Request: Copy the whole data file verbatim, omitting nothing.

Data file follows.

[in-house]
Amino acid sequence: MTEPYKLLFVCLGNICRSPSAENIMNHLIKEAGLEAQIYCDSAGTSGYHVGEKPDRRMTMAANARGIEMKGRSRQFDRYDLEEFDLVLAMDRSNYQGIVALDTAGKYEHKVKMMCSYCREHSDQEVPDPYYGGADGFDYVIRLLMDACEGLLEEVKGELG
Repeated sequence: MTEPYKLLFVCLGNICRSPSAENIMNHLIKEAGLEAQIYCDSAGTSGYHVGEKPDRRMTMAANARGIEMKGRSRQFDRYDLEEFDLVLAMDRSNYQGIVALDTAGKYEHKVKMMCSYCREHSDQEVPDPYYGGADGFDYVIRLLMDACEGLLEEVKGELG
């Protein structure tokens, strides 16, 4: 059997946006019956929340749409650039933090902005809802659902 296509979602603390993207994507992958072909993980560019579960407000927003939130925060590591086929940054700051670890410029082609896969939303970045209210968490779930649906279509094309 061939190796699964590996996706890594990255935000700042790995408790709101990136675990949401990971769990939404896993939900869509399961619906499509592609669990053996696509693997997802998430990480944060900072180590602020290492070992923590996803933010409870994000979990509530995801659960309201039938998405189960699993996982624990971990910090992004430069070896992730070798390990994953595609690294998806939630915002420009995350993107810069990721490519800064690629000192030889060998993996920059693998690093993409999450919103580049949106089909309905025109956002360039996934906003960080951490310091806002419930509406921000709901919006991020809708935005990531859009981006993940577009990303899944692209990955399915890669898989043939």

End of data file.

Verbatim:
[in-house]
Amino acid sequence: MTEPYKLLFVCLGNICRSPSAENIMNHLIKEAGLEAQIYCDSAGTSGYHVGEKPDRRMTMAANARGIEMKGRSRQFDRYDLEEFDLVLAMDRSNYQGIVALDTAGKYEHKVKMMCSYCREHSDQEVPDPYYGGADGFDYVIRLLMDACEGLLEEVKGELG
Repeated sequence: MTEPYKLLFVCLGNICRSPSAENIMNHLIKEAGLEAQIYCDSAGTSGYHVGEKPDRRMTMAANARGIEMKGRSRQFDRYDLEEFDLVLAMDRSNYQGIVALDTAGKYEHKVKMMCSYCREHSDQEVPDPYYGGADGFDYVIRLLMDACEGLLEEVKGELG
């Protein structure tokens, strides 16, 4: 059997946006019956929340749409650039933090902005809802659902 296509979602603390993207994507992958072909993980560019579960407000927003939130925060590591086929940054700051670890410029082609896969939303970045209210968490779930649906279509094309 061939190796699964590996996706890594990255935000700042790995408790709101990136675990949401990971769990939404896993939900869509399961619906499509592609669990053996696509693997997802998430990480944060900072180590602020290492070992923590996803933010409870994000979990509530995801659960309201039938998405189960699993996982624990971990910090992004430069070896992730070798390990994953595609690294998806939630915002420009995350993107810069990721490519800064690629000192030889060998993996920059693998690093993409999450919103580049949106089909309905025109956002360039996934906003960080951490310091806002419930509406921000709901919006991020809708935005990531859009981006993940577009990303899944692209990955399915890669898989043939």